Sperm donors win rights for contact with children

Posted by Catherine Morgan on
Two fathers, who donated their sperm have been given the right to apply for contact with their biological children in a recent landmark High Court ruling.

The two fathers were in a homosexual relationship. Father A agreed to provide sperm to his friends, D and E, a lesbian couple, on two occasions producing a daughter and a son. Father B agreed to provide sperm to X and Y, a lesbian couple who were friends of D and E, on one occasion producing a son.

There was an informal agreement put in place between the lesbian couples and the Fathers that they would have no parental title, no parental responsibility and no financial commitment.

The lesbian couples and the Fathers were all friends and there was regular contact between them and the children. Father A was involved in the arrangements before the birth and D and E had wanted their second child to have the same genetic background as the first. X and Y made it clear to Father B that they wanted him to be a role model for their child.

Both lesbian couples (D & E and X & Y) had exercised their parental responsibility to facilitate some sort of relationship between the children and their biological fathers.

The informal agreements broke down when eventually, Fathers A and B wanted more contact with their children. The two Fathers made an application to the Court for permission to apply for contact orders for the children conceived using their sperm after the lesbian couples had formed civil partnerships.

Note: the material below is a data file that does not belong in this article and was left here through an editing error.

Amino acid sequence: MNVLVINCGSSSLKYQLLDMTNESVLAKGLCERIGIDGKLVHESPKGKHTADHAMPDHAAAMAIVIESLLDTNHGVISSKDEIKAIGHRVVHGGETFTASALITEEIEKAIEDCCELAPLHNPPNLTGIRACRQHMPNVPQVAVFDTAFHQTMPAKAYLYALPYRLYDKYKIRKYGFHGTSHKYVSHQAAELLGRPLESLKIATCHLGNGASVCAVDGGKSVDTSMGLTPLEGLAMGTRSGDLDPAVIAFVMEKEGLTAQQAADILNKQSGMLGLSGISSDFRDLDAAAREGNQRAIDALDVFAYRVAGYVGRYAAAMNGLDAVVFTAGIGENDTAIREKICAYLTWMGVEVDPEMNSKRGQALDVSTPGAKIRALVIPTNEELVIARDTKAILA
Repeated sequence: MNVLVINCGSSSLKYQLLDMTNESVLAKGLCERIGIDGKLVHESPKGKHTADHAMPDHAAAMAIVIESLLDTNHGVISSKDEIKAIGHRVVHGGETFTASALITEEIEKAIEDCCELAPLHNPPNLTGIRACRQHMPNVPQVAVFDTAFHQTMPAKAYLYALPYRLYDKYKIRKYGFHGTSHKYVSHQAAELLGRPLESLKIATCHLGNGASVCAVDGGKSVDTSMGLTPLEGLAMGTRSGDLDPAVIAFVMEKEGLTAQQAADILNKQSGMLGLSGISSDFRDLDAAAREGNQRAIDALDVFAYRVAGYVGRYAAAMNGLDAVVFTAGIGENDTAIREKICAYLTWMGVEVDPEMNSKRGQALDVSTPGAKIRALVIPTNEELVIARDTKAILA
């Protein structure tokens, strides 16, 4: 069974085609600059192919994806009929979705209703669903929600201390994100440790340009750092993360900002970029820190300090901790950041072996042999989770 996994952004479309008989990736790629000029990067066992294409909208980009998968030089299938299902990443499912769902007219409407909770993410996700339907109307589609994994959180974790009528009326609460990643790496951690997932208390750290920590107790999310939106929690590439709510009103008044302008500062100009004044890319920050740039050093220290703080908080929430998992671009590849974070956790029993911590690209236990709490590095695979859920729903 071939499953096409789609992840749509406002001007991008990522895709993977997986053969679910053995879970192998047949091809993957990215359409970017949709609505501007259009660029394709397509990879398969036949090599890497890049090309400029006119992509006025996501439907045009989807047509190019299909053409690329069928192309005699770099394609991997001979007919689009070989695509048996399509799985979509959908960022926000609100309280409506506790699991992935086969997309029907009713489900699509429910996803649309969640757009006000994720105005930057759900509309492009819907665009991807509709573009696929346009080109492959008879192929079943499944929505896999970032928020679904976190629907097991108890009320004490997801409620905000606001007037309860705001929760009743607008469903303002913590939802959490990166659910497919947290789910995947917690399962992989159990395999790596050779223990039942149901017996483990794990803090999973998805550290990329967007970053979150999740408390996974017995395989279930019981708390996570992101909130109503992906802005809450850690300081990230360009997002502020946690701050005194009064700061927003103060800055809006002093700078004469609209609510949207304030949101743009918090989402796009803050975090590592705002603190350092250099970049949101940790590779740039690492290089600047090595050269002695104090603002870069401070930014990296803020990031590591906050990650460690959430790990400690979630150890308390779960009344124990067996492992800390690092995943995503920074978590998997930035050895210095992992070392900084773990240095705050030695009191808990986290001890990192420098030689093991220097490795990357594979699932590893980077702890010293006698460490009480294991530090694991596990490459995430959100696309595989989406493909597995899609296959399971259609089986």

Following the Human Fertilisation and Embryology Act 2008, the Fathers were not deemed the legal parents of the children born after the lesbian couples entered civil partnerships and the law states that in this circumstance, the Fathers need the Court's permission to apply for a contact order before they could do so. Permission was applied for and granted.

Kimberlee James, a solicitor in Blake Morgan's Family Law team in Oxford, comments: "It is very important for donors and donees to seek advice on their legal position or potential legal position before they enter such arrangements as above so that the appropriate safeguards can be put in place or an informed decision can be made."

About the Author

Catherine is a Family Law solicitor and a Resolution accredited specialist, she advises clients in divorce/civil partnership proceedings, financial remedy negotiations and in private law Children Act matters, as well as Cohabitants' disputes and in drafting Deeds of Cohabitation and Pre-Nuptial/Post-Nuptial Agreements.

Catherine Morgan
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